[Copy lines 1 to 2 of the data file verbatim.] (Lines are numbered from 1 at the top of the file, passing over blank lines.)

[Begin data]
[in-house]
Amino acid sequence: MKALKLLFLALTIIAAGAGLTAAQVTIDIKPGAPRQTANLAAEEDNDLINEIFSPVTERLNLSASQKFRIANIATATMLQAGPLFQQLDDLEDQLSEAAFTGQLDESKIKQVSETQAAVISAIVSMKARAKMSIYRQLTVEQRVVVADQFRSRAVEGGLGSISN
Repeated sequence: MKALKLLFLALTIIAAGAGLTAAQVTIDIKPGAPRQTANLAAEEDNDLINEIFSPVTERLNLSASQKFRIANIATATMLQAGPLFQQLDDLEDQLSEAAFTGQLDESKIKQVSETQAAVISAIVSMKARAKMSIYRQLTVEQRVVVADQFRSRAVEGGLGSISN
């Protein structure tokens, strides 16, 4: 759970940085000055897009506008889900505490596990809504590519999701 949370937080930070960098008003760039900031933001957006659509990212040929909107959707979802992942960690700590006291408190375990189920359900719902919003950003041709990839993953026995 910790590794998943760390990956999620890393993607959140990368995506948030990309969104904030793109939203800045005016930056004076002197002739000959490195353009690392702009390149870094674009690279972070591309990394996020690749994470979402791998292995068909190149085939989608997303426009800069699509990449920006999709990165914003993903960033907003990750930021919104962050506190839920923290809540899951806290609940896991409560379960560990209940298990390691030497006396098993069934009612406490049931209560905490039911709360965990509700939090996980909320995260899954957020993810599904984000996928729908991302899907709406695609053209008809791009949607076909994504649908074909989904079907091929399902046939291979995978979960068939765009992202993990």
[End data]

[in-house]
Amino acid sequence: MKALKLLFLALTIIAAGAGLTAAQVTIDIKPGAPRQTANLAAEEDNDLINEIFSPVTERLNLSASQKFRIANIATATMLQAGPLFQQLDDLEDQLSEAAFTGQLDESKIKQVSETQAAVISAIVSMKARAKMSIYRQLTVEQRVVVADQFRSRAVEGGLGSISN